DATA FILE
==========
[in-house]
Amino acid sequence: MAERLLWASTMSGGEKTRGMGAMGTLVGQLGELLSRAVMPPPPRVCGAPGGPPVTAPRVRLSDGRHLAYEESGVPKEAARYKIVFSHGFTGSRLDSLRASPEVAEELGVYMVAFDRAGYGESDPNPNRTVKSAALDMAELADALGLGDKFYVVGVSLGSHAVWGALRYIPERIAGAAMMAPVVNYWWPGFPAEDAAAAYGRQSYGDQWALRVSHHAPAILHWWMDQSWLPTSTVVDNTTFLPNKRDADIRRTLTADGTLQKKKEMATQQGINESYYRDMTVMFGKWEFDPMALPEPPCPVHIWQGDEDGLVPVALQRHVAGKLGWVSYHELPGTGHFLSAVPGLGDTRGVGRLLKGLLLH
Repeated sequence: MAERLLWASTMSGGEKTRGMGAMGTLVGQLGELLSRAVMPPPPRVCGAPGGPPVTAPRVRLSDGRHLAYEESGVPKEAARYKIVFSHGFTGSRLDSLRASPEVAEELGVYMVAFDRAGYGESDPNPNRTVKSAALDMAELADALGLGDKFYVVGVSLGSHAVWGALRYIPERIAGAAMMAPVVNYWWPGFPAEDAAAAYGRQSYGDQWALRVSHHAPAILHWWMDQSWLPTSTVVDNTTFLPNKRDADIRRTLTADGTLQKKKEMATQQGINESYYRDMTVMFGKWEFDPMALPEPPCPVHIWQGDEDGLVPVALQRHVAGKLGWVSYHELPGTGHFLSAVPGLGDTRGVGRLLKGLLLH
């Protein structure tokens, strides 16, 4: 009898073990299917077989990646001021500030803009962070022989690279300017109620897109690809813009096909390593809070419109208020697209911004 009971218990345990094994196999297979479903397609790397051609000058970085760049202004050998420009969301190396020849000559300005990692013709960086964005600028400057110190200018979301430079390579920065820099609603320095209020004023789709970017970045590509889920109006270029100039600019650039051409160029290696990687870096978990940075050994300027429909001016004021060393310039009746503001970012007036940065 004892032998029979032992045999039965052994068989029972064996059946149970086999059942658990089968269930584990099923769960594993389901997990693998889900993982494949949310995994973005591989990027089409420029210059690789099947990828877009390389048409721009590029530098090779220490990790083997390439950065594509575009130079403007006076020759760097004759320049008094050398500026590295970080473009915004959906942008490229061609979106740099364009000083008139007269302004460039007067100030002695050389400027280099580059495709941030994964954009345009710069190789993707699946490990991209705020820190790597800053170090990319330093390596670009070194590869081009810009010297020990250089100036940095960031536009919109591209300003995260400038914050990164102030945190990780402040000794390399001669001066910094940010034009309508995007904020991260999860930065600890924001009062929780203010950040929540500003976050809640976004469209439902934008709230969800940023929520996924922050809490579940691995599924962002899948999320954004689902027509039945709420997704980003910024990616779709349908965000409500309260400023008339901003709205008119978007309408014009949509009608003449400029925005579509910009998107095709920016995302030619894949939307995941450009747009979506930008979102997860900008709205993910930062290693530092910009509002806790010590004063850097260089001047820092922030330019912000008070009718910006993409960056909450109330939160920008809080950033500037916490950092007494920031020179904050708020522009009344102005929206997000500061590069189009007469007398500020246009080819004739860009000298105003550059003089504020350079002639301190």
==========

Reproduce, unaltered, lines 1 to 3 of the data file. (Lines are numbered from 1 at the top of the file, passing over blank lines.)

[in-house]
Amino acid sequence: MAERLLWASTMSGGEKTRGMGAMGTLVGQLGELLSRAVMPPPPRVCGAPGGPPVTAPRVRLSDGRHLAYEESGVPKEAARYKIVFSHGFTGSRLDSLRASPEVAEELGVYMVAFDRAGYGESDPNPNRTVKSAALDMAELADALGLGDKFYVVGVSLGSHAVWGALRYIPERIAGAAMMAPVVNYWWPGFPAEDAAAAYGRQSYGDQWALRVSHHAPAILHWWMDQSWLPTSTVVDNTTFLPNKRDADIRRTLTADGTLQKKKEMATQQGINESYYRDMTVMFGKWEFDPMALPEPPCPVHIWQGDEDGLVPVALQRHVAGKLGWVSYHELPGTGHFLSAVPGLGDTRGVGRLLKGLLLH
Repeated sequence: MAERLLWASTMSGGEKTRGMGAMGTLVGQLGELLSRAVMPPPPRVCGAPGGPPVTAPRVRLSDGRHLAYEESGVPKEAARYKIVFSHGFTGSRLDSLRASPEVAEELGVYMVAFDRAGYGESDPNPNRTVKSAALDMAELADALGLGDKFYVVGVSLGSHAVWGALRYIPERIAGAAMMAPVVNYWWPGFPAEDAAAAYGRQSYGDQWALRVSHHAPAILHWWMDQSWLPTSTVVDNTTFLPNKRDADIRRTLTADGTLQKKKEMATQQGINESYYRDMTVMFGKWEFDPMALPEPPCPVHIWQGDEDGLVPVALQRHVAGKLGWVSYHELPGTGHFLSAVPGLGDTRGVGRLLKGLLLH